Bomber Command: a Bristol Blenheim in action.

Meanwhile, as initially discussed at Casablanca five months earlier, from June 1943, the Allies had launched Operation Pointblank, the strategic saturation bombing of Germany by American bombers by day and British bombers by night. The destruction of strategic strongpoints in Germany and the undermining of German resolve were seen as prerequisites to the invasion.

Towards the end of March 1944, Eisenhower faced a major disagreement on how Allied aerial strategy should be prioritized. The commanders of the Bomber Command campaign, Britain’s Arthur Harris and his American counterpart, Carl Spaatz, urged the continuation of Operation Pointblank. ‘Bomber’ Harris believed that he could win the war with his Lancaster bombers, rendering an invasion of occupied France unnecessary. Trafford Leigh-Mallory, commander of Operation Overlord’s air divisions, insisted the priority should be the strategic bombing of German transport facilities in France, an operation codenamed the ‘Transportation Plan’ that had commenced earlier in the month. At a crisis meeting held on 25 March, Eisenhower found in favour of the latter.

The ‘Transportation Plan’ paid great dividends over the coming months leading up to the invasion. Over 200,000 sorties destroyed or damaged points of German military value, including railway lines and depots, bridges (all bridges across the rivers Seine and Loire were destroyed), power stations, radar stations, etc., disrupting defensive preparations. Almost 2,000 Allied planes were brought down and 12,000 Allied airmen lost their lives, but their efforts greatly helped hinder the German response on 6 June and beyond.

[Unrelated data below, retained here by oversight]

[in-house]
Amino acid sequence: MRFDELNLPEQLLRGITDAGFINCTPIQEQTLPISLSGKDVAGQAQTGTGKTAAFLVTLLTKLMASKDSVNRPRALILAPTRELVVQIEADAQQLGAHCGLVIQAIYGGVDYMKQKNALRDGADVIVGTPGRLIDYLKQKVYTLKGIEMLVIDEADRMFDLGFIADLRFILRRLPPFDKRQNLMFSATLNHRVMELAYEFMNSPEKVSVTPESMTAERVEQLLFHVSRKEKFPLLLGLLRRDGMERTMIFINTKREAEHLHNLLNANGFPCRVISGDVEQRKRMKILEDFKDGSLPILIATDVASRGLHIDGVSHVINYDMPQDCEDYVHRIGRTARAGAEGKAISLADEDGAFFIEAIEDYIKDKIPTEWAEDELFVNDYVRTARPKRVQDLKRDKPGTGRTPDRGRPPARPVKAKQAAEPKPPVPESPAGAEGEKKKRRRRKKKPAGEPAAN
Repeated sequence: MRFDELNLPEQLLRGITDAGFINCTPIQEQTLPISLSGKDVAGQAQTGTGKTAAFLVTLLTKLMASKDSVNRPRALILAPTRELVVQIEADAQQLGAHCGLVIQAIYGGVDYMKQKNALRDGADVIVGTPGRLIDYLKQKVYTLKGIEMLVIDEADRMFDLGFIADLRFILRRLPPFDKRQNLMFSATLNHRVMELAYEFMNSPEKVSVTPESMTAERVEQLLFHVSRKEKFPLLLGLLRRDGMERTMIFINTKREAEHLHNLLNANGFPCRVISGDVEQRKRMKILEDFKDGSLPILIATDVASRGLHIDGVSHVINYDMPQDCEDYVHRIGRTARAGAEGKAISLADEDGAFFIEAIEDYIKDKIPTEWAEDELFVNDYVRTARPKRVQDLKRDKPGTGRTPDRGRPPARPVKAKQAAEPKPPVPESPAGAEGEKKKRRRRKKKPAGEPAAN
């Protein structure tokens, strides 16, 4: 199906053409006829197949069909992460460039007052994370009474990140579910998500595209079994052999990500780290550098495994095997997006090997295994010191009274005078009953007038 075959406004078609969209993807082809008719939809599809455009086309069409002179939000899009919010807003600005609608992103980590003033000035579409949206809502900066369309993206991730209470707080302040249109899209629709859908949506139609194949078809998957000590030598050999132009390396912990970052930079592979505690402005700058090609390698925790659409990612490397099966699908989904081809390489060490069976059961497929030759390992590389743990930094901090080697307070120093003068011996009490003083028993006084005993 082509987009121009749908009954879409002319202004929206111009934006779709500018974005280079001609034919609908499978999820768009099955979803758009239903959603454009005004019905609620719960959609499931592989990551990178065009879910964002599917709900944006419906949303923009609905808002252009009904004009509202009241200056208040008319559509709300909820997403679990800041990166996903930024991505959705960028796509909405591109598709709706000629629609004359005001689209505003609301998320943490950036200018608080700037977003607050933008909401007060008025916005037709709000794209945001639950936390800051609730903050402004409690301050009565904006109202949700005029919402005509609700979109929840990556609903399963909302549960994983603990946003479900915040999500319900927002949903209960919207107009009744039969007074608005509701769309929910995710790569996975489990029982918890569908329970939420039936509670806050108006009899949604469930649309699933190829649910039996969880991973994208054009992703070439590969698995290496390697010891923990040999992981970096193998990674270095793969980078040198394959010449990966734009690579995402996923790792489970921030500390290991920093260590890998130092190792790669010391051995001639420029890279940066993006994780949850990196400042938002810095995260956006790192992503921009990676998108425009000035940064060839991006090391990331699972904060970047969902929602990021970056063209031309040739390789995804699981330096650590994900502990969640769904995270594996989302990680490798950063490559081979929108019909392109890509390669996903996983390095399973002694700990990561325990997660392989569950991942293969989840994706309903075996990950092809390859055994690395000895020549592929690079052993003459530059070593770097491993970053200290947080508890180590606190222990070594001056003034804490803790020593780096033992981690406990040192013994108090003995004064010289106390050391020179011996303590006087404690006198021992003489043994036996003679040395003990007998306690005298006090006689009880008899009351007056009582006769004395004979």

But, as well as the crewmen lost, there was another heavy price – some 15,000 French and Belgian civilians were killed and almost 20,000 wounded during these air raids. Churchill questioned the legitimacy of causing such heavy fatalities on the very people the Allies were hoping to liberate. His air chiefs disagreed, arguing it was a price worth paying and that without their work, the number of Overlord casualties risked being far higher. Not convinced, Churchill took the issue to Roosevelt. The president, while regretting the ‘attendant loss of civilian life’, ordered a continuation of the raids.

On 21 May, the Allies launched Operation Chattanooga Choo-Choo, a sustained bombing campaign against German trains and rolling stock in northern Europe, the object being to diminish Germany’s capacity to reinforce their armies once Operation Overlord had been launched. Such was the success of Chattanooga Choo-Choo, the German command was forced to immediately repair the extensive damage inflicted on its railway network, employing slave labour and POWs.

The French resistance played a vital role in the lead-up to D-Day, carrying out constant acts of sabotage against the fabric of German occupation and the French collaborationist government and its police force, the Milice. The risk of capture or denunciation was high, with the invariable result of intensive questioning and torture at the hands of the Gestapo.

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